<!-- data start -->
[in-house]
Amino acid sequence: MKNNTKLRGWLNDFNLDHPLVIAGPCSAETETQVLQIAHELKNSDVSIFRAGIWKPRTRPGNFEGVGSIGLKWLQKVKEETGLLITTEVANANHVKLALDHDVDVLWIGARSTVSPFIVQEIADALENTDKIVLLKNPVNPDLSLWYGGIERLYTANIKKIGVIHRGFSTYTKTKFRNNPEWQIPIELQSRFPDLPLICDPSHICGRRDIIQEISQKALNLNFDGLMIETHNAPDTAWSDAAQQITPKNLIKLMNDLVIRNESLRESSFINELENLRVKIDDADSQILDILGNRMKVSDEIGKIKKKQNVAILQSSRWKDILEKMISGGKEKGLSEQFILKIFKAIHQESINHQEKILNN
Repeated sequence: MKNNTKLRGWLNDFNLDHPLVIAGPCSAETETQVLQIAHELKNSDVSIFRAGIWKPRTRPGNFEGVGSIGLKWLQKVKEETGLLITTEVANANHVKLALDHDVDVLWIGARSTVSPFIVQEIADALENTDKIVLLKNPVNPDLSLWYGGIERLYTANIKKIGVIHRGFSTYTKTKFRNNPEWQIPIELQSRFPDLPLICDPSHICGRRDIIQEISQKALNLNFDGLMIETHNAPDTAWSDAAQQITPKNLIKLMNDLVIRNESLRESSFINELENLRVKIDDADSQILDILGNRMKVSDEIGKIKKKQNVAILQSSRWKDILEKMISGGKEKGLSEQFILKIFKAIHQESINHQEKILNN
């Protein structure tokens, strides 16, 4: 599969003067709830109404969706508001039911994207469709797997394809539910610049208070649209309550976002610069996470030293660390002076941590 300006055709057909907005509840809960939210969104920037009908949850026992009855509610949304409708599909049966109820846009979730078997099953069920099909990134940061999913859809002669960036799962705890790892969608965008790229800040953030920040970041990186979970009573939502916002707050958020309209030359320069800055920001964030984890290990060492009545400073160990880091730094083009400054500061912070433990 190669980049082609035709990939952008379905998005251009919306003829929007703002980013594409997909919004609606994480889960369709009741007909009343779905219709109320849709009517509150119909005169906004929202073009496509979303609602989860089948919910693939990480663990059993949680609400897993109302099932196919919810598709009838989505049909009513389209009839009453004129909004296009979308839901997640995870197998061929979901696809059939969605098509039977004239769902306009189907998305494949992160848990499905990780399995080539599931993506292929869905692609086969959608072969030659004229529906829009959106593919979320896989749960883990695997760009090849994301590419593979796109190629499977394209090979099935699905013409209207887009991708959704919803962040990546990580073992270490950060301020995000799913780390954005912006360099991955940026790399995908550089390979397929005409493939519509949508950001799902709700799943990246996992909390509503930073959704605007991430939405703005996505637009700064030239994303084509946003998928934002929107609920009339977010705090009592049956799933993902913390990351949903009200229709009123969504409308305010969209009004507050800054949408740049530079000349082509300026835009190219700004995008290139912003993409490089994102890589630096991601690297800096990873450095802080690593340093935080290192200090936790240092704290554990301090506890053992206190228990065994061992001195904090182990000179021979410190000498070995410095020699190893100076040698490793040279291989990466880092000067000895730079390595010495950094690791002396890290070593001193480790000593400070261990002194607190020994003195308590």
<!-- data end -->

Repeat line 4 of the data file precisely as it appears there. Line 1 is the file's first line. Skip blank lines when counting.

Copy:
């Protein structure tokens, strides 16, 4: 599969003067709830109404969706508001039911994207469709797997394809539910610049208070649209309550976002610069996470030293660390002076941590 300006055709057909907005509840809960939210969104920037009908949850026992009855509610949304409708599909049966109820846009979730078997099953069920099909990134940061999913859809002669960036799962705890790892969608965008790229800040953030920040970041990186979970009573939502916002707050958020309209030359320069800055920001964030984890290990060492009545400073160990880091730094083009400054500061912070433990 190669980049082609035709990939952008379905998005251009919306003829929007703002980013594409997909919004609606994480889960369709009741007909009343779905219709109320849709009517509150119909005169906004929202073009496509979303609602989860089948919910693939990480663990059993949680609400897993109302099932196919919810598709009838989505049909009513389209009839009453004129909004296009979308839901997640995870197998061929979901696809059939969605098509039977004239769902306009189907998305494949992160848990499905990780399995080539599931993506292929869905692609086969959608072969030659004229529906829009959106593919979320896989749960883990695997760009090849994301590419593979796109190629499977394209090979099935699905013409209207887009991708959704919803962040990546990580073992270490950060301020995000799913780390954005912006360099991955940026790399995908550089390979397929005409493939519509949508950001799902709700799943990246996992909390509503930073959704605007991430939405703005996505637009700064030239994303084509946003998928934002929107609920009339977010705090009592049956799933993902913390990351949903009200229709009123969504409308305010969209009004507050800054949408740049530079000349082509300026835009190219700004995008290139912003993409490089994102890589630096991601690297800096990873450095802080690593340093935080290192200090936790240092704290554990301090506890053992206190228990065994061992001195904090182990000179021979410190000498070995410095020699190893100076040698490793040279291989990466880092000067000895730079390595010495950094690791002396890290070593001193480790000593400070261990002194607190020994003195308590």